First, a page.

Not only can’t you make an omelette without breaking eggs, you can’t seem to make one without letting seven guys own all the chickens. George Soros (of all people) has an interesting recent interview in the Financial Times. He claims the answer is replacing the dollar with international funny money. I think he puts the US essentially in the category of 1946 Britain or France (dead in the water).
I think it was Emma Goldman who said if elections changed anything they would stop holding them.
After the 1719 South Sea Bubble in England, a popular Parlementary remedy was execution and property escheat for those in government deemed responsible.
Perhaps an example or two would certainly get the attention of those now in charge?
Haven’t you had enough benefits during the past year or two? I’m not certain we can afford very many more similar benefits. On the other hand, for those who like asset bubbles and throwing darts at the stock listings and gambling with other peoples’ money the benefits can be outstanding if you are still young enough to get a job on Wall Street.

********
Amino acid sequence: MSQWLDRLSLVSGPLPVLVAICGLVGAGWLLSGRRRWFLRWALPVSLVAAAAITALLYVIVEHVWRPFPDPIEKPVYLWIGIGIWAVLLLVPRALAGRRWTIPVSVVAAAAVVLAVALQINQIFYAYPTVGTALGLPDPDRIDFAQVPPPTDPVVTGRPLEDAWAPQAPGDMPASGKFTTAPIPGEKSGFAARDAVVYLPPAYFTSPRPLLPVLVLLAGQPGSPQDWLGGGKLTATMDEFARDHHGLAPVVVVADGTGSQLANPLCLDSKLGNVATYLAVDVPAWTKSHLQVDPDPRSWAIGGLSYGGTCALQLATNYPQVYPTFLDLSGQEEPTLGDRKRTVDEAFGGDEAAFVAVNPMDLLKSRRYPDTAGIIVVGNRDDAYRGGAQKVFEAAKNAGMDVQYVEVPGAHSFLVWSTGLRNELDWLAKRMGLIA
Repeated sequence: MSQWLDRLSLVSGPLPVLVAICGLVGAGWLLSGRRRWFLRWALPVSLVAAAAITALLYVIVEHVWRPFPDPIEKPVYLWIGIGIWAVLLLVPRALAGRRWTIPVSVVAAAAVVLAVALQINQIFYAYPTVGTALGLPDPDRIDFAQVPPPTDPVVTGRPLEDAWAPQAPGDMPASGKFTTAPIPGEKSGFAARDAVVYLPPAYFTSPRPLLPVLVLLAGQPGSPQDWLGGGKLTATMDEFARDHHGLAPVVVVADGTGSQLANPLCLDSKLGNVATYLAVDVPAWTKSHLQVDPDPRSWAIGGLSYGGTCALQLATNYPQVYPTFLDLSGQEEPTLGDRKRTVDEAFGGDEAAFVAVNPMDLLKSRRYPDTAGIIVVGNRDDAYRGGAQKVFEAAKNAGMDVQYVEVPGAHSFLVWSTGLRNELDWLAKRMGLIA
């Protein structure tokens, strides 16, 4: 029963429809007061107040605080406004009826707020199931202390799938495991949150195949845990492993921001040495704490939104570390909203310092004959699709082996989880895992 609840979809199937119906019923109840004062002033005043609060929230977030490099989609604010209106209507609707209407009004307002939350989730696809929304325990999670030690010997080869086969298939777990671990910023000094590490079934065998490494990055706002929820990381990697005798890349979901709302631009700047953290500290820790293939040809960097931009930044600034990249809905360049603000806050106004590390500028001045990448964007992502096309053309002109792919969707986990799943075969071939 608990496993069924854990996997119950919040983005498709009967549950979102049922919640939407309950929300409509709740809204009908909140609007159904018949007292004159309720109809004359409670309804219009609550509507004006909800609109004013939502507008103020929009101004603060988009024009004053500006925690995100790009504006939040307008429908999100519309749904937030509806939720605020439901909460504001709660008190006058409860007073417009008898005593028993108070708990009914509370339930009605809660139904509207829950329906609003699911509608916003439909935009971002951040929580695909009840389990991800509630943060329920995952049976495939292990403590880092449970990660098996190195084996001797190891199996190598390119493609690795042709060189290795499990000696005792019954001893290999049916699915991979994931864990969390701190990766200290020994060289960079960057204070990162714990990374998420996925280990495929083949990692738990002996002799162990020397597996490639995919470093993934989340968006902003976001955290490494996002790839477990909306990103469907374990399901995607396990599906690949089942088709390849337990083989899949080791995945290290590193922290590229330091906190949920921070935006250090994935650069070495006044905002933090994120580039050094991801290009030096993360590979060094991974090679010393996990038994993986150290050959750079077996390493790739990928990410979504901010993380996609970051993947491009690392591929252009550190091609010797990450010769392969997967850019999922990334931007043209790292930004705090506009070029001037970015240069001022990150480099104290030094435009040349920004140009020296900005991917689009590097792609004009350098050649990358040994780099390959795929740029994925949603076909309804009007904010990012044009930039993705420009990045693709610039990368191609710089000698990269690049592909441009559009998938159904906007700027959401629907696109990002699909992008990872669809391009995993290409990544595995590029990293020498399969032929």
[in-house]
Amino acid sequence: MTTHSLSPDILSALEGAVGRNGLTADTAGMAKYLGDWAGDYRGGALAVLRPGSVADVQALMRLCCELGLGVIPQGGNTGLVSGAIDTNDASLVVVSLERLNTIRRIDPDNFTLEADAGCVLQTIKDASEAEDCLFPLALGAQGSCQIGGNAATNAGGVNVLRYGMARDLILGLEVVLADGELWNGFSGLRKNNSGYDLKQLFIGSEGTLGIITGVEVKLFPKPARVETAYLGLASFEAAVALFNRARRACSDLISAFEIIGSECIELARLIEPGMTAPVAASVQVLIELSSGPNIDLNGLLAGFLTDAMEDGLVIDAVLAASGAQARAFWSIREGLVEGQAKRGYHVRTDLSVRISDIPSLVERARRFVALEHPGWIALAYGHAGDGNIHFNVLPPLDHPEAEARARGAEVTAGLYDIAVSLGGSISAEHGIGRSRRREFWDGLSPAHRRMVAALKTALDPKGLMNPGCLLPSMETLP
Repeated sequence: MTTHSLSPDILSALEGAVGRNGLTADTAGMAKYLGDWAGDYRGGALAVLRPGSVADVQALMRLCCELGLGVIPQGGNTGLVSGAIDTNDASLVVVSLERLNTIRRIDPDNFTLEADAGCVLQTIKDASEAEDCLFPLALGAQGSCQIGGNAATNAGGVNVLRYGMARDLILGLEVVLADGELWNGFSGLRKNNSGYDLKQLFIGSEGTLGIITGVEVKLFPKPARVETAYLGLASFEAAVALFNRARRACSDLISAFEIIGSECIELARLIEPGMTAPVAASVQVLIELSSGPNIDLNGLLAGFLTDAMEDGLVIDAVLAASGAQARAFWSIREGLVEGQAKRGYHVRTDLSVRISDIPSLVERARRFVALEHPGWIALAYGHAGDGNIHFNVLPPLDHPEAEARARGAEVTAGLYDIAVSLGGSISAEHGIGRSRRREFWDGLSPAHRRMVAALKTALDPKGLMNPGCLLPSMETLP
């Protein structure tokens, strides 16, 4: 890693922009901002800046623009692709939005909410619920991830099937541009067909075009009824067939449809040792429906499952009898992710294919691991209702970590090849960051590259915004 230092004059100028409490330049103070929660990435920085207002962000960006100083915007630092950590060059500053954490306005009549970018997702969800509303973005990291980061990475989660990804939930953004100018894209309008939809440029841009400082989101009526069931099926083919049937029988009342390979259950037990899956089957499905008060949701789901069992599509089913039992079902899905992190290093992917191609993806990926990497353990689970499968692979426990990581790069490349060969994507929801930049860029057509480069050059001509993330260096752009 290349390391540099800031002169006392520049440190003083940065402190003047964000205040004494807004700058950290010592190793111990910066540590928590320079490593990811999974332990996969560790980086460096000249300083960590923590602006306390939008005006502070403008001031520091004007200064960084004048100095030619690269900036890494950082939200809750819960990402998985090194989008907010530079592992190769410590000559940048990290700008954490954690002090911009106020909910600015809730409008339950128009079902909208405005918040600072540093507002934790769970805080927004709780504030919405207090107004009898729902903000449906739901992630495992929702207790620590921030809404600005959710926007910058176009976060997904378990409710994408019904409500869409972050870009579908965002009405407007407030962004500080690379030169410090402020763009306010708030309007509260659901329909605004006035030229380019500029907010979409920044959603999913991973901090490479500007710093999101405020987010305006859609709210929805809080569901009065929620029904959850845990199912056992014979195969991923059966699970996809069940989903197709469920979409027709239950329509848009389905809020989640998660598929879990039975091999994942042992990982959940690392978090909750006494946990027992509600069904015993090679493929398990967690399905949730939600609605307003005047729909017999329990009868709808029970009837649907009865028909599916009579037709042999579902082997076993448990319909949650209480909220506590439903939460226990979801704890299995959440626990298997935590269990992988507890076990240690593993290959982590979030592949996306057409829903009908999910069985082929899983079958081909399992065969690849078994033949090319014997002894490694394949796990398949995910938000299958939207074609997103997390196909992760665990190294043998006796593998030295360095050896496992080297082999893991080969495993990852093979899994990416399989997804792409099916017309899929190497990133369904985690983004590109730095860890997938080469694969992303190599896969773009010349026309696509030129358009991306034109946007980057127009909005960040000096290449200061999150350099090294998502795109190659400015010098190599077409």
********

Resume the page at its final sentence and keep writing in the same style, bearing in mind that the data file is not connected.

Is this really too high a price to pay for a cheap mortgage loan on a house that costs twice what it should cost? What does Colamari think?
In Simon’s defense, at least the study he cited did back up his point. The study Calomiris cited doesn’t even back up his.
Also, though this may sound like hair-splitting, I was contesting Calomiris’s statement that 1991-97 was “the heart of the merger wave,” which it clearly wasn’t. Simon cited that other study as support for the general point that mergers don’t yield benefits.
I am at a loss as to why there is any discussion at all on the benefits of concentration in a corner of the economy. The US passed anti-trust laws over a century ago – it was decided then that monopolies were detrimental to the US. Has something fundamental changed in the nature of humanity since then that we should expect any different result should anti-trust laws be repealed? This falls into the “repeating an action and expecting a different result” category. Break up mega-corporations already, and if they want to flee the US to a place where they can legally exist – let them, but make sure they can’t operate here ever again.
“Simon cited that other study as support for the general point that mergers don’t yield benefits.”